FIGS. 9 and 10 are sectional elevation views of the apparatus depicted in FIGS. 6-8 during the stretching operation; and

FIG. 11 is a diagramatic perspective view of the stretched wafer with pellets mounted thereon.


Referring first to FIG. 1 there is shown a body of semiconductor material 21 such as a portion of a wafer of monocrystalline silicon that defines two major surfaces 23 and 24. It is, of course, understood that the body 21 can be composed of other semiconductor materials such as germanium or gallium arsenide. By way of example, the body 21 is of N type conductivity and has been diffused with a plurality of regions 22 of P type conductivity. Thus, if the body 21 is separated along lines passing between the P type regions 22, a plurality of P-N semiconductor diode pellets will be formed. A metallic contact 25 covers the major surface 24. It should be appreciated, however, that the contact 25 is shown for purposes of illustration only and the presence or absence of a contact on the wafer has no effect on the subject invention. Furthermore, it should be realized that the wafer can be diffused to form devices other than diodes, such as, for example, transistors, SCR's, integrated circuits and the like.

Referring now to FIG. 2 there is shown the wafer 21 that was depicted in FIG. 1. A layer of ductile variable coupling material 26 has been affixed to the metal contact layer 25. Inasmuch as the presence of the metallic layer does not affect the process, the ductile coating 26 can be referred to as adhered to the major surface 24.

The ductile coating is preferably a material such as a synthetic resin having proper stretchability and the other properties necessary to function as hereinafter set forth. Typical examples of suitable resins include Coverlac SC-267, coverlac SC-250L, Coverlac SC-249, Coverlac SC-3808 and Coverlac SC-515, all available from Spraylat Corporation, Mount Vernon, N.Y. Another suitable coating is Scotch Clad Strip Coating 2253, which is commercially available from the 3M Company, St. Paul, Minn. Except for Coverlac SC-515, which is soluble in water, all of the above mentioned coatings are soluble in solvents such as MEK and acetone. Coverlac SC-267 and Scotch Clad Strip Coating 2253 have almost identical characteristics and are preferred because they are easily and quickly soluble in either MEK or acetone, they leave no residue on the semiconductor material or metallic contacts when removed and they are more stretchable than the other named coatings.

In order to assure that the coating adheres well to the metal contact 25 or the surface 24 as the case may be, the coating 26 is preferably applied in a liquid state and cured after application. Any conventional method can be used to apply the coating 26. For example, the coating can be painted, sprayed or dropped on. It is preferable to centrifuge the coating to insure a uniform coat. Cure for the aforementioned coatings can be carried out at room temperature for 45 minutes or at 100 F. for 30 minutes. The coating should preferably be from 0.1 to 0.5 mils in thickness.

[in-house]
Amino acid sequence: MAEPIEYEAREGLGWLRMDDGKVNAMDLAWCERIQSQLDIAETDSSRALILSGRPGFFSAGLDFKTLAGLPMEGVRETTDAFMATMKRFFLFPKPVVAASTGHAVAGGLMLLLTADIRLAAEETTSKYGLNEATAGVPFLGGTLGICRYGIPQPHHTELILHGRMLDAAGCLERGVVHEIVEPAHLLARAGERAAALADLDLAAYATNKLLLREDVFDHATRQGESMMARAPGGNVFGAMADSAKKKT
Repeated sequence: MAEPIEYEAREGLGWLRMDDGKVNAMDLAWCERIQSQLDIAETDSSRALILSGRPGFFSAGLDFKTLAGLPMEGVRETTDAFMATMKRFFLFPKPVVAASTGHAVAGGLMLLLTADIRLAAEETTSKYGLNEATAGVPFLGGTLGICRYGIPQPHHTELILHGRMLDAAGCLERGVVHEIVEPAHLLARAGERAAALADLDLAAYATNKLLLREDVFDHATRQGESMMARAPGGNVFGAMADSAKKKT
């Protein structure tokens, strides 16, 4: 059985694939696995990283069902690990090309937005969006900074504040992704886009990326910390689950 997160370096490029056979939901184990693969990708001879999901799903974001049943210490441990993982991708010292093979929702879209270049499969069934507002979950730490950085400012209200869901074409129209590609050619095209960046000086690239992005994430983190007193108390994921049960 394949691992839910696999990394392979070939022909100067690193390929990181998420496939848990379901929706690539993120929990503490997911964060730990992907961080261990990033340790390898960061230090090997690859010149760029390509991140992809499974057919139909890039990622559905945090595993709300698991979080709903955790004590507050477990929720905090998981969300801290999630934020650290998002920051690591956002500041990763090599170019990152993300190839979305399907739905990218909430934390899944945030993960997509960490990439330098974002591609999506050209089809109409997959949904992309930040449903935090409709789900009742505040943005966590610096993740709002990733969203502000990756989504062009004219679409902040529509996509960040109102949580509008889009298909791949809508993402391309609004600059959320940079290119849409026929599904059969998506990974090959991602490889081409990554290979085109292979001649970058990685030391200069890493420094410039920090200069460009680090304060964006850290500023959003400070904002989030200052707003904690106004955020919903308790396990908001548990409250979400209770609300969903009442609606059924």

Next the wafer 21 is divided into a plurality of diode pellets 27 as shown in FIG. 3. The wafer 21 is first scribed by a conventional system and then divided by techniques such as those taught in the aforementioned shimless scribing patent. It will be noted that during the subdivision step the ductile layer 26 remains intact and thus holds the several pellets 27 together following subdivision.

Referring now to FIG. 4, the next step in the process is illustrated. A stretchable membrane 30 is affixed to the layer of ductile coupling material 26. The membrane 30 is selected so that the adhesion between the membrane and the layer 26 is stronger than the adhesion between the coupling layer and the wafer 21 or the metallic contact layer 25. In order to assure that the adhesion between the coupling layer 26 and the membrane 30 is stronger, the interface can be heat sealed at a temperature of approximately 225 F. if desired. Another system of insuring that the membrane-coating bond is the stronger bond is to include an adhesive layer between the membrane and the coating as by forming the membrane with a pressure sensitive tape.

Referring now to FIG. 5, there is shown the combination depicted in FIG. 4 after the stretchable membrane 30 has been stretched in all directions. The stretching can be, for example, accomplished by employing the apparatus to be described below. It will be appreciated that the most noticeable effect of the stretching is to separate the individual pellets 27. However, it will also be noted that portions of the adhesion between the variable coupling layer 26 and the major surface 24 are broken. The adhesion breakdown occurs first around the periphery of the pellets and moves inwardly, effectively adhering each pellet to a pedestal. Consequently, part of the significance of the "variable" coupling layer 26 becomes evident. During the scribing and breaking operation, the entire lower surface of each pellet 27 is affixed to the coupling layer 26. Thus, the pellets are firmly supported. However, following stretch, only a small portion of the pellet surface 24 is affixed to the layer 26 and thus the pellets 27 can more easily be removed. Consequently, the coupling strength between the pellets 27 and the membrane 30 "varies" during stretch. Individual removal of the pellets, by utilization of such apparatus as a conventional vacuum probe follows.